This week, Yale President Richard Levin did something that the members of the Undergraduate Organizing Committee had pushed for throughout the past three years: He sat down with them.
During their 45-minute discussion of Yale’s financial aid policies, Levin did not commit to the further reductions of the student and summer financial aid contributions for which the UOC has campaigned, citing competing priorities such as a desire to create new faculty positions. But though he said financial aid changes probably will not be enacted this year, Levin did agree to consider the group’s suggestions.
We believe the meeting was a positive step. It demonstrates an increased transparency on the part of the administration, and the meeting seemed to strike a proper tone for future discussions of changes to administration policies. We are pleased that Levin agreed to a conversation with the UOC members instead of falling back on official statements or representatives.
Along similar lines, we are glad the UOC has pursued a more convincing medium than the protests that have comprised much of its recent efforts. Though the sit-in that UOC members staged at the Admissions Office earlier this year was effective in that it captured national media attention, we feel the medium has limited the real impact of the committee’s campaigns.
While the University should be receptive to campus concerns, groups such as the UOC cannot truly expect to effect change through a consistently radical presentation of their case. We are glad to see that the committee is able to sit down and speak with the president rather than standing on a picket line and shouting at him.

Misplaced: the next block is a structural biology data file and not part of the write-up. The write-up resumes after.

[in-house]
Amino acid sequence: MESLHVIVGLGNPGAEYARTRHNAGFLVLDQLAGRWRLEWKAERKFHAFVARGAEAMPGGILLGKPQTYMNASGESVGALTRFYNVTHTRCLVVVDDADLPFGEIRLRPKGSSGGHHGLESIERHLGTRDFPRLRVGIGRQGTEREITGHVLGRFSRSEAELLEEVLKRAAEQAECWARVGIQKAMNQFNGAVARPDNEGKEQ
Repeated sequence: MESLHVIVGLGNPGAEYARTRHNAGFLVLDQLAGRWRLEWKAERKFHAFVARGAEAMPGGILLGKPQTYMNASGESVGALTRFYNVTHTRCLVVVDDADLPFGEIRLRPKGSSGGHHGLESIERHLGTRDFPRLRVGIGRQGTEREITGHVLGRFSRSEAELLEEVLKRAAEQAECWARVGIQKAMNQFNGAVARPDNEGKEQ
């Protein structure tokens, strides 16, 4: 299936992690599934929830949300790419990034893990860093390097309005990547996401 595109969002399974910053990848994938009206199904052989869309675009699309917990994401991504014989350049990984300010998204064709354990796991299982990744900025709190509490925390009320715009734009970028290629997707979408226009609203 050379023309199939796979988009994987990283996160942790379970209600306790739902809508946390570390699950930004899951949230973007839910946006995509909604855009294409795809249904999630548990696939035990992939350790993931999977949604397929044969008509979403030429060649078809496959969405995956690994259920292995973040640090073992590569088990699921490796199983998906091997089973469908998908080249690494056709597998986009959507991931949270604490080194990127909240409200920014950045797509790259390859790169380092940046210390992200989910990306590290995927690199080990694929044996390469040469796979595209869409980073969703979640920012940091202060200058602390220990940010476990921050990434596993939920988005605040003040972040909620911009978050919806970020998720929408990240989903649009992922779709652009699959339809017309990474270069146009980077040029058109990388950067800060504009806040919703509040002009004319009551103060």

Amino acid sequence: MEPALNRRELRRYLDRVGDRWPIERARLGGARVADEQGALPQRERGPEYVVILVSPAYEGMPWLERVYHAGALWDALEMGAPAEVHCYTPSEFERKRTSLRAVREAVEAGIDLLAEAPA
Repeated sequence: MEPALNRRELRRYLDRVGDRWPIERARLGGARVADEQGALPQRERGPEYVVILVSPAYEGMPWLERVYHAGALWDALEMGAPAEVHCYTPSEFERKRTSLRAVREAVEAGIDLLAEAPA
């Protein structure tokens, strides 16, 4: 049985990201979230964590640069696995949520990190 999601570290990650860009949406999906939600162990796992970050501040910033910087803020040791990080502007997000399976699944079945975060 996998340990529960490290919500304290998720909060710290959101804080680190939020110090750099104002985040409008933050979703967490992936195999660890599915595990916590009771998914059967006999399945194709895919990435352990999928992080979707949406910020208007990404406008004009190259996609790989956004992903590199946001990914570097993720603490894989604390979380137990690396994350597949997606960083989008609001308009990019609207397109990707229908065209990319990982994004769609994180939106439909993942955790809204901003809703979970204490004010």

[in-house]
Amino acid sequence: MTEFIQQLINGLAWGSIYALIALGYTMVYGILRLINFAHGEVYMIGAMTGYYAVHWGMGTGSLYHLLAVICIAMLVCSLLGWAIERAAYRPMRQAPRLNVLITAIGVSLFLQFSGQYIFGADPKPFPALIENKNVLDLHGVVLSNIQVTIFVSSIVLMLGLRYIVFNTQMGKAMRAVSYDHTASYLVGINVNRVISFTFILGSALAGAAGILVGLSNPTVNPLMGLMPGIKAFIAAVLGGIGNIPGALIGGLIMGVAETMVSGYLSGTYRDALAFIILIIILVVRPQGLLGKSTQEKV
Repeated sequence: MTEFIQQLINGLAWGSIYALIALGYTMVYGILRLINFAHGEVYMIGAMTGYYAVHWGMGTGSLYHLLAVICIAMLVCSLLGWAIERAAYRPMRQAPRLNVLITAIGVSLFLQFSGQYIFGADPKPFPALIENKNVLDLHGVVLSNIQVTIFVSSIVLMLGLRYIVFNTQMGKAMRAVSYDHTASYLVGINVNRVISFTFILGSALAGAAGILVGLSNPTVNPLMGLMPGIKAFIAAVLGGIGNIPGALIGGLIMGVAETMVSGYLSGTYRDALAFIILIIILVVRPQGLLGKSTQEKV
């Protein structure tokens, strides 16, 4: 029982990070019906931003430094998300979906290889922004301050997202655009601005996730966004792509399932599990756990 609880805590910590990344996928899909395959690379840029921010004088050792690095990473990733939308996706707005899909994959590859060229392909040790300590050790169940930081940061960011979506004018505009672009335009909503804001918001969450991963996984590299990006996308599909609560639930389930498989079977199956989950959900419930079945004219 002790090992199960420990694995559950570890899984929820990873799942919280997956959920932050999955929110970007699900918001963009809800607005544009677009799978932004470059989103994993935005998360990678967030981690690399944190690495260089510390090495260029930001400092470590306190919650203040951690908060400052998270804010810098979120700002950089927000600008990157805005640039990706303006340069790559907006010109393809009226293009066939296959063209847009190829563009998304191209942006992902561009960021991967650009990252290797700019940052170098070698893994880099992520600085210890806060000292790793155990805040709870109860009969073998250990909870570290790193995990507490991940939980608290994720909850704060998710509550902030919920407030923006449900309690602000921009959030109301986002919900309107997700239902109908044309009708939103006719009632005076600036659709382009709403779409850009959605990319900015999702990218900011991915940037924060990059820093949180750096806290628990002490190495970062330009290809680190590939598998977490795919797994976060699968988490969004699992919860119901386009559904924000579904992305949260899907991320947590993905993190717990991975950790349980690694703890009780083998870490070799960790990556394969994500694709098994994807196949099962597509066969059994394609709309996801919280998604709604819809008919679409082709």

But while the meeting helped to re-establish a precedent of administrative receptiveness to complaints, we find it difficult to agree with the UOC’s position on its topic of choice. We recognize that financial aid reform is the committee’s primary focus this year, but we are reluctant to issue further requests to Levin and the University before the impact of last spring’s amendments to the aid policy has been assessed.
That said, Yale’s financial aid reforms have traditionally followed those of Harvard or Princeton, and it would be admirable for the University to take a lead on additional reform at this stage.
Still, while Yale should be encouraged to take a more active stance on policy reform, we are heartened by Tuesday’s meeting between Levin and the UOC. Though the protest tactics of the UOC and other advocacy groups have at times seemed extreme, we recognize that such tactics may result from frustration with University bureaucracy. This meeting marks a step forward for both sides, and, more importantly, for rational discourse between student organizers and the administration. But both sides must now work to ensure that the dialogue continues, without the spokesmen or the megaphones.